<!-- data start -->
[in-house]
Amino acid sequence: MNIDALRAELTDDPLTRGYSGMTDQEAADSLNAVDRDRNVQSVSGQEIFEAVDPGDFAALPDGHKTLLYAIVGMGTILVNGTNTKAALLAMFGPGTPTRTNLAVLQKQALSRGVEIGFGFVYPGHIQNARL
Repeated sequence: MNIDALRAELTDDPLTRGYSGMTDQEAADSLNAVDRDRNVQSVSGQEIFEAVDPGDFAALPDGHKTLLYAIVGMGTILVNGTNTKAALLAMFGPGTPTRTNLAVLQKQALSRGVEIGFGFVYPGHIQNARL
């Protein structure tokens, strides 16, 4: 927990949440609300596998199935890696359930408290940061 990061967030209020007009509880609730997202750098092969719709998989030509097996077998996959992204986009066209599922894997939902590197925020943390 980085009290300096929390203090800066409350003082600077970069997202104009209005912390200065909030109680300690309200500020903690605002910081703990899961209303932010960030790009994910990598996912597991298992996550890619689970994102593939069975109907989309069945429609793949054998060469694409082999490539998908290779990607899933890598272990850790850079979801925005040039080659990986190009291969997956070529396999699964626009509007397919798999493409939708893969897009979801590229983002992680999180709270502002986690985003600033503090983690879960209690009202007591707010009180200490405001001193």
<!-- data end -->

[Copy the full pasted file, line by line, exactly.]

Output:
[in-house]
Amino acid sequence: MNIDALRAELTDDPLTRGYSGMTDQEAADSLNAVDRDRNVQSVSGQEIFEAVDPGDFAALPDGHKTLLYAIVGMGTILVNGTNTKAALLAMFGPGTPTRTNLAVLQKQALSRGVEIGFGFVYPGHIQNARL
Repeated sequence: MNIDALRAELTDDPLTRGYSGMTDQEAADSLNAVDRDRNVQSVSGQEIFEAVDPGDFAALPDGHKTLLYAIVGMGTILVNGTNTKAALLAMFGPGTPTRTNLAVLQKQALSRGVEIGFGFVYPGHIQNARL
């Protein structure tokens, strides 16, 4: 927990949440609300596998199935890696359930408290940061 990061967030209020007009509880609730997202750098092969719709998989030509097996077998996959992204986009066209599922894997939902590197925020943390 980085009290300096929390203090800066409350003082600077970069997202104009209005912390200065909030109680300690309200500020903690605002910081703990899961209303932010960030790009994910990598996912597991298992996550890619689970994102593939069975109907989309069945429609793949054998060469694409082999490539998908290779990607899933890598272990850790850079979801925005040039080659990986190009291969997956070529396999699964626009509007397919798999493409939708893969897009979801590229983002992680999180709270502002986690985003600033503090983690879960209690009202007591707010009180200490405001001193």